Everyone’s freshman year is different and impactful as we step on our college campus for the first time. My experience was that I did not want to let go of my high school friends and be open to meeting new people. I realize now that was not the best choice but you live and you learn. I focused on my studies while changing my major about three to four times due to different factors. Some of it was mental, academically challenging, and my environment. I settled on my major being psychology which in different ways helped me with my mental health during college.
A lot of people say that you should not self-diagnosis yourself or use the things that you are learning medically to your own life. It was not until my last two years of college when my psychology classes got more intimate and deeper. These classes made me realize that you have to take your mental health, seriously. My depression and anxiety could not be pushed to the side any longer.
The Breaking Point
I had a nervous breakdown along with an anxiety attack when my car battery died on me one day. My assumption at the time was that I had no one to call. I thought no one would be able to help me or come to my rescue. Luckily for me, I had a sorority sisters’ boyfriend that helped jump my car battery and was able to get to a mechanic to change my car battery. That experience, help pushed me to go back to therapy and focus on my self-care and stop neglecting my mental health. I started to see a therapist at the counseling center on the college campus. I was able to talk out my current emotions and the feeling of being alone while surrounded by 60,000+ students. Graduating with a Bachelor’s of Science in Psychology has played a positive impact on my mental health and career.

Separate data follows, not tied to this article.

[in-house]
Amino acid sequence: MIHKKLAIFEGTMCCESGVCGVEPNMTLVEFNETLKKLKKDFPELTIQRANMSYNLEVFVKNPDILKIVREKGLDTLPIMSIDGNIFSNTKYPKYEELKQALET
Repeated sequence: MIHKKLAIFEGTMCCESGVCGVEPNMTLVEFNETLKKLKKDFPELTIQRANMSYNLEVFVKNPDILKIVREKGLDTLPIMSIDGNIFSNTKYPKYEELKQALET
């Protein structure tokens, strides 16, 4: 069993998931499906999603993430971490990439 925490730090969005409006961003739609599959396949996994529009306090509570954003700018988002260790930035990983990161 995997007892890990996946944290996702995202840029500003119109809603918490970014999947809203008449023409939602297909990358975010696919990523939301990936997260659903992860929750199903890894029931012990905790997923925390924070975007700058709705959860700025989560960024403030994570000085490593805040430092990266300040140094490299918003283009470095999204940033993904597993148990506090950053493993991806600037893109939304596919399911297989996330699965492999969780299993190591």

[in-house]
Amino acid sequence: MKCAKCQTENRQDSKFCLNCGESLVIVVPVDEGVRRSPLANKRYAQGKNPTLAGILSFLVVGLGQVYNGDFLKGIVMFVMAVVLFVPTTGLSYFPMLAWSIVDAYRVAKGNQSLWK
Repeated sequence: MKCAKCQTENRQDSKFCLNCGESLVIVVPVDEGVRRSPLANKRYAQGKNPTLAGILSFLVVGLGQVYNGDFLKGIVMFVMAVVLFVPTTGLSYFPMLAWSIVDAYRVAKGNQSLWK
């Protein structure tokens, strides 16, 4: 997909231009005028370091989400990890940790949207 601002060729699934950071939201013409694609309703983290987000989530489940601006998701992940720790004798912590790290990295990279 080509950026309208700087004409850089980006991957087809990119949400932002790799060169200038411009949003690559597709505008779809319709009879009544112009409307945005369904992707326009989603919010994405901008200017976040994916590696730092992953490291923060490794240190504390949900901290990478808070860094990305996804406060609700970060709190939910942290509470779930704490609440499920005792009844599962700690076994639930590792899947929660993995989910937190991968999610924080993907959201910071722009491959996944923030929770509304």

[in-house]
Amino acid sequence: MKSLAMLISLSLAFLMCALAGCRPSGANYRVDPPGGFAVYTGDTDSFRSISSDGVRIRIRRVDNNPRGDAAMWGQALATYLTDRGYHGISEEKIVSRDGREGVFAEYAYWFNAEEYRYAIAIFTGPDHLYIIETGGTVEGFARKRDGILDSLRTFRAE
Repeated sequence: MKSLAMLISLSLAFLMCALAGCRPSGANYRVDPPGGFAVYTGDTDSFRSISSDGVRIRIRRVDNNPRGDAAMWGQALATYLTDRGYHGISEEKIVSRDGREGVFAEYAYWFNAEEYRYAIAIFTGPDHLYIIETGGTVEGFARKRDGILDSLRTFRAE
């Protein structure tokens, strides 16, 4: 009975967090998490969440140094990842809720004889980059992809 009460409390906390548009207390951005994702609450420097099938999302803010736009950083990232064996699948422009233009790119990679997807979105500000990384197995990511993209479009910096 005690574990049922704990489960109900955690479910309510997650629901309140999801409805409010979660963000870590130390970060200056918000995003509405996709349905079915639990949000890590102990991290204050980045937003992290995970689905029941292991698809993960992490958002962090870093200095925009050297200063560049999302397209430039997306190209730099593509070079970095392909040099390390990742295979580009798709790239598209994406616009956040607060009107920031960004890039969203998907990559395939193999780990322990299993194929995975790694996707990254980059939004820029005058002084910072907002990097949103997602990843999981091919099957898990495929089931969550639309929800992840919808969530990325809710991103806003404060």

After I graduated with my Bachelor’s Degree, I decided to move to New York City from Miami, Florida. I have been living in New York for a little bit over five years. When they say, “New York will break you” believe them. New York broke me mentally, emotionally, spiritually, and physically in the first three years of me living in the concrete jungle. I went through different life lessons of friendship, sisterhood, financial struggles, romantic relationships, and health scares. All of those things really broke me in the year 2017. It led me to find way back to therapy and rebuild myself.